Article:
"STRUGGLE FOR SUPREMACY"

BY ROBERT TAYLOR

Autographed by Col.C.E. "Bud" Anderson, Lt. Col. Ernest E. Bankey, Col. Conald Cummings, Col. Walker "Bud" Muhurin, Gen. Lt. Guenther Rall, Ofw. Helmut Rueffler and Hptmn. Hans Weik.

L/E of 600. Signed and numbered by the artist.

Size: 32 1/4" x 24"

Price: $295.00

— SOLD OUT —



By the beginning of 1945, it was clear that Germany would lose the war. The American strategic bombing campaign was destroying the Nazi war machine and had reduced the flow of supplies to the front lines to a trickle. The German fighter pilots still flying had been in combat for more than five years with scarcely a break.

Still, the beleagured Luftwaffe pilots continued to intercept the massive bomber formations when they could. Though the Air Force fighters could escort the heavies all the way to the target, the German pilots could still on occaision concentrate enough strength in one area to break through the American defenses and do serious damage.

Robert Taylor's first edition of 2001 dramatically reconstructs a typical aerial contest in January, 1945. P-51 Mustangs of the 357th Fighter Group, escorting a heavy bomber raid deep in enemy territory, have engaged a force of ME-109s. A massive dogfight has developed high over the Rhine, drawing the interceptors away from the main bomber force, a partial victory in itself. But the battle is by no means over.

As Captain Robert Foy of the 363rd Squadron engages one of the ME-109's in a daring head-on pass, P-47 Thunderbolts of the 56th Fighter Group climb to give support. From the right, more than a dozen Luftwaffe fighters are joining the fray. The action is painted as only Robert Taylor can, with a stunning cloudscape gving depth and perspective to a classic World War II air combat scene.

Joining Robert in signing each print in this new edition are four distinguished U.S. 8th Air Force fighter aces and three high scoring Luftwaffe Aces who flew and fought in the skies over Europe during World War II

SIGNATURES

Colonel C.E. "Bud" Anderson
"Bud" Anderson went to England with the 357th Fighter Group in 1943. He soon got himself on the score sheet in a dogfight with a bunch of ME-109s. On June 29, 1944, on a mission to Leipzig, his squadron ran into a formation of FW-190s. In the ensuing battle, Anderson shot down the leader and two others. After a short leave in the U.S., he returned for a second tour, arriving just in time for the 357th's big day on November 28. With the 353rd FG, they took on a huge formation of some 200 enemy fighters; Anderson added three more to his score. His final victory came in another fierce contest west of Berlin. He finished the war with 16 aerial victories.

Lt. Col. Ernest E. Bankey
After combat training, Ernest Bankey arrived in England for his first tour with the 364th Fighter Group in February, 1944. On December 27, during the Battle of the Bulge, his group ran into a large mass of Luftwaffe fighters near Bonn, Germany. In the dogfighting melee that followed, Bankey shot down 5 enemy aircraft and shared credit for another. During two tours in England, he flew over 110 combat missions and was credited with 11.5 aerial victories and 5 on the ground.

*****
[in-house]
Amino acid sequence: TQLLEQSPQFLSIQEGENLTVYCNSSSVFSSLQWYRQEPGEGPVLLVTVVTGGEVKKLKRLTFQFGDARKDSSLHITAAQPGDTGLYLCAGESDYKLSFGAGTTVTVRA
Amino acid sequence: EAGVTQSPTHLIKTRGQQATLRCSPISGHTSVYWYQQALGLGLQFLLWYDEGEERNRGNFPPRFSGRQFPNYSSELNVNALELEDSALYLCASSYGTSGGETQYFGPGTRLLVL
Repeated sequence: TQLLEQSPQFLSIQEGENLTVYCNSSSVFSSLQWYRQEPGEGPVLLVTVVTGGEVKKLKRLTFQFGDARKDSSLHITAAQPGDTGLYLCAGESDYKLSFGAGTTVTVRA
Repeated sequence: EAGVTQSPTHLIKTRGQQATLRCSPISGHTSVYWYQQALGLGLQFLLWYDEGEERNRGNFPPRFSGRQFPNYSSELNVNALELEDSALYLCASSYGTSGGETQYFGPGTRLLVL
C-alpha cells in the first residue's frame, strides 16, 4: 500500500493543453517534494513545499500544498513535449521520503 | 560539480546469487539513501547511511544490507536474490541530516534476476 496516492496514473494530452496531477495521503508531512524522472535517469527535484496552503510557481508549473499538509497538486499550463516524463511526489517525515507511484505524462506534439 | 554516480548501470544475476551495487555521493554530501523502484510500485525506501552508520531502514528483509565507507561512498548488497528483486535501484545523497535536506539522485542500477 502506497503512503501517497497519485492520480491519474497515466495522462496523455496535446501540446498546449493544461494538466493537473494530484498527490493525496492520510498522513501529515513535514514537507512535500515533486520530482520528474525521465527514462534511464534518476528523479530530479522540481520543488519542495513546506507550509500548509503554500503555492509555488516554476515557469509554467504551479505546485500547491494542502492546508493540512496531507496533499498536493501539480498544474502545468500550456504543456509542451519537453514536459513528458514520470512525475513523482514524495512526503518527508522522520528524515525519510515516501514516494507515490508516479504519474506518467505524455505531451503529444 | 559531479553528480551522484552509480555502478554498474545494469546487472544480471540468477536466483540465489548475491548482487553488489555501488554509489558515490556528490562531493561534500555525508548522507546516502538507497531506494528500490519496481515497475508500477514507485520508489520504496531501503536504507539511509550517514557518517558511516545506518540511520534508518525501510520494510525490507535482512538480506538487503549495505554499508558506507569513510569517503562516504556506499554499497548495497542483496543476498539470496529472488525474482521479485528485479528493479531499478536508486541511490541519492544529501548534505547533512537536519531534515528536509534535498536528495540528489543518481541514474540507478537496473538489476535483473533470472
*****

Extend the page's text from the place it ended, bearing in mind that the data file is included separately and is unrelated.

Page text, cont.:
Col. Donald Cummings
Joining the USAAF in 1941, Don Cummings saw action in England, Africa and Italy, taking part in the Battle of Anzio. Flying with the 12th Air Force and later with the 8th in England, he flew there with the 55th Fighter Group out of Wormingford. Cummings flew a total of 150 combat missions. On February 25, 1945, he became one of only two fighter aces to shoot down two ME-262 jet fighters on a single mission. He served in occupied Germany after the war ended.

Col. Walker "Bud" Mahurin
"Bud" Mahurin earned a reputation while flying with the 56th Fighter Group as one of the USAAF's most colorful aces. In a 17-month period of combat, he suffered one crash and bailed out three times, ending up behind enemy lines, where he evaded with the aid of the French Resistance and returned to England. With his score at 21 German aircraft, he transferred to the Southwest Pacific Theater, where he added a Japanese aircraft to his score. Mahurin commanded the 4th Fighter Interceptor Group in the Korean War, adding 3.5 MIG-15s to his tally before being shot down again, spending 16 months as a POW.

Generalleutnant Gunther Rall
Currently the top living ace in the world with 275 aerial victories, Gunthter Rall is a legend. Scoring his first air victory in the Battle of Britain, he soon assumed command of 8/JG-52. After a transfer to the Eastern Front, his score mounted until he was hospitalized by a crash. Within months he was back, as Kommandeur of III/JG-52 gaining the Wing's 500th victory. Later he was Kommandeur of II/JG-11 on the Western Front, and in March 1945, led JG-300. He was awarded the Knight's Cross with Oak Leaves and Swords.

Oberfeldwebel Helmut Ruffler
Helmut Ruffler joined 9/JG-3 in february 1941 and soon proved himself a masterful fighter pilot. His scores mounted quickly, and by the end of 1942 his tally stood at 50 victories. Surviving being shot down in June, 1943, he was posted as a flight instructor but was sent back into battle, joining 4/JG-3 in defense of the Reich. In March, 1945, he was promoted to leader of 9/JG-51. Shot down 5 times during the war, Ruffler flew over 690 missions and scored 98 victories.

Hauptmann Hans Weik
Born in 1922, Hans Weik was one of the younger Luftwaffe aces who, after comissioning was posted to Russia in the spring of 1943, flying with Geschwaderstab JG-3. In the spring of 1944, he was promoted to lead 10/JG-3, becoming one of the most respected Staffel commanders in Germany. In the final weeks of the war, he transferred to Lechfeld for training on the ME-262. Hans Weik flew over 100 missions and achieved a total of 36 aerial victories, 24 of them in the west.